But there's a wrinkle that could stand in the way of a big payday even if the insurers win. If the Supreme Court rules in the insurers' favor, the remaining hurdle is the availability of the judgment fund, a permanent appropriation that exists to pay court judgments and settlements of lawsuits against the federal government.
"Congress presumably could try to amend the availability of the judgment fund appropriation so these amounts don't get paid," said Michael Kolber, a partner at Manatt Health, the healthcare legal and consulting group of Manatt, Phelps & Phillips. "This case is purely an issue of statutory interpretation, so while the Supreme Court's word is essentially final with respect to what existing statutes mean, Congress can amend those statutes."
Beyond the judgment fund appropriation, Congress could also amend the ACA's risk corridor provision, Kolber said. Republican lawmakers in the past have floated bills—one introduced in 2016 by Sen. Ben Sasse, (R-Neb.), was titled the HHS Slush Fund Elimination Act—to prevent the HHS from settling the lawsuits with federal funds, including from the judgment fund.
Some have also suggested that the text regarding the fund states it is available only if no other source exists to pay the awards. Despite these potential obstacles, Bagley noted that insurers are "overwhelmingly likely" to get the payments if the Supreme Court rules they are entitled to them.
That doesn't mean any of the payments will trickle down to the health insurers' plan members in the form of lower premiums.
"I think that would probably be a question of state law," said Timothy Jost, an ACA expert and emeritus law professor at the Washington and Lee University School of Law. "My inclination would be to think that states would not consider this as a reason to adjust premiums."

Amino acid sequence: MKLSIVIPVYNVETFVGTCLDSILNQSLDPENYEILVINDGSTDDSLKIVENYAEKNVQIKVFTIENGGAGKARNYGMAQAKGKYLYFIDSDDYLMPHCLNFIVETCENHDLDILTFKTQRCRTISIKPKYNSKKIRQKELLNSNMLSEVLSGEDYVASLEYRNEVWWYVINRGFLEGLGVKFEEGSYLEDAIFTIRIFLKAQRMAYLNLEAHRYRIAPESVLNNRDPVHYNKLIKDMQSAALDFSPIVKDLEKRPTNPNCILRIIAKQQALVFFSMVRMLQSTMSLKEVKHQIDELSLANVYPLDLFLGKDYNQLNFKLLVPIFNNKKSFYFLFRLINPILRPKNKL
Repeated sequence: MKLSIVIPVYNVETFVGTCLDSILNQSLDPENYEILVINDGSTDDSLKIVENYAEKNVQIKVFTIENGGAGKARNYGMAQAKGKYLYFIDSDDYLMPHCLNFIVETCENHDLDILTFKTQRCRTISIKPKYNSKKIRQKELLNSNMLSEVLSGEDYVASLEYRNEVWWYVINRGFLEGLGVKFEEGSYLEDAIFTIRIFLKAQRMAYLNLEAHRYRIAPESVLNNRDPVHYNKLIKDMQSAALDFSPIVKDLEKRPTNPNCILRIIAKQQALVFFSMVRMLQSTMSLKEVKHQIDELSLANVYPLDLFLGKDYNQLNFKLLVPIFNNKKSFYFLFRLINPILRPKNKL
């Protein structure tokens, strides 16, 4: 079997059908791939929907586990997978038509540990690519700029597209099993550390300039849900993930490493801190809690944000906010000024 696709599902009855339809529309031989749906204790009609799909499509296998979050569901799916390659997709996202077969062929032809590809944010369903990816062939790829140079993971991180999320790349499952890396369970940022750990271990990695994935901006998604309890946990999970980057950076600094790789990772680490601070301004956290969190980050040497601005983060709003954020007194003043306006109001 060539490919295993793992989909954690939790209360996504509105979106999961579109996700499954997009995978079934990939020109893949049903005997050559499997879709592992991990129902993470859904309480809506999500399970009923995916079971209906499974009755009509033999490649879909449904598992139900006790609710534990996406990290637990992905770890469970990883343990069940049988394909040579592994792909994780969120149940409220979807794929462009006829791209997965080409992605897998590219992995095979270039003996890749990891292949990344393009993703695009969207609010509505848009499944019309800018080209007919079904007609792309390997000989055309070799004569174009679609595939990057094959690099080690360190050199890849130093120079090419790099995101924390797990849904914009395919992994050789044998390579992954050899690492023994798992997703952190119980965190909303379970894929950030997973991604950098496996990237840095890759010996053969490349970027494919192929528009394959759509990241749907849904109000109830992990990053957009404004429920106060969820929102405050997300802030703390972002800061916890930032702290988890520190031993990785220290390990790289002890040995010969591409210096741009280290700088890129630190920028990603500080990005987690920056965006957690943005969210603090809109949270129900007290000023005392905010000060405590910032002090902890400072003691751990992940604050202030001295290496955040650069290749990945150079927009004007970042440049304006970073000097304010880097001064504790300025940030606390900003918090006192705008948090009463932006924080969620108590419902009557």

Duke's Anderson explained that if a decision in favor of the insurers comes down in May or June, insurers would likely receive the money in August or later — after they set their premiums for 2021.
Whether plan members would receive rebates under the ACA's medical loss ratio rule, which requires that insurers must spend at least 80% of every premium dollar on medical care and quality improvement, would depend on how the cash is treated on the balance sheet, Anderson said. If the awards are treated as a one-time cash infusion, it potentially "could lead to incrementally higher MLR rebates going forward," he said.
But some of the companies involved in the lawsuits are now shuttered, including most of the ACA health co-ops who closed their doors years ago at least in part because they didn't receive promised risk corridor funds. Those awards would likely go to state guaranty associations or hedge funds and other entities that bought the insurers' assets, rather than to actual members, Anderson said.
Plan members are also unlikely to see any rebates if the awards are credited to the 2014 to 2016 plan years when the risk corridor program was still alive, he said. That's because health insurers' medical loss ratios were already so high that the court awards wouldn't make a difference, Anderson said.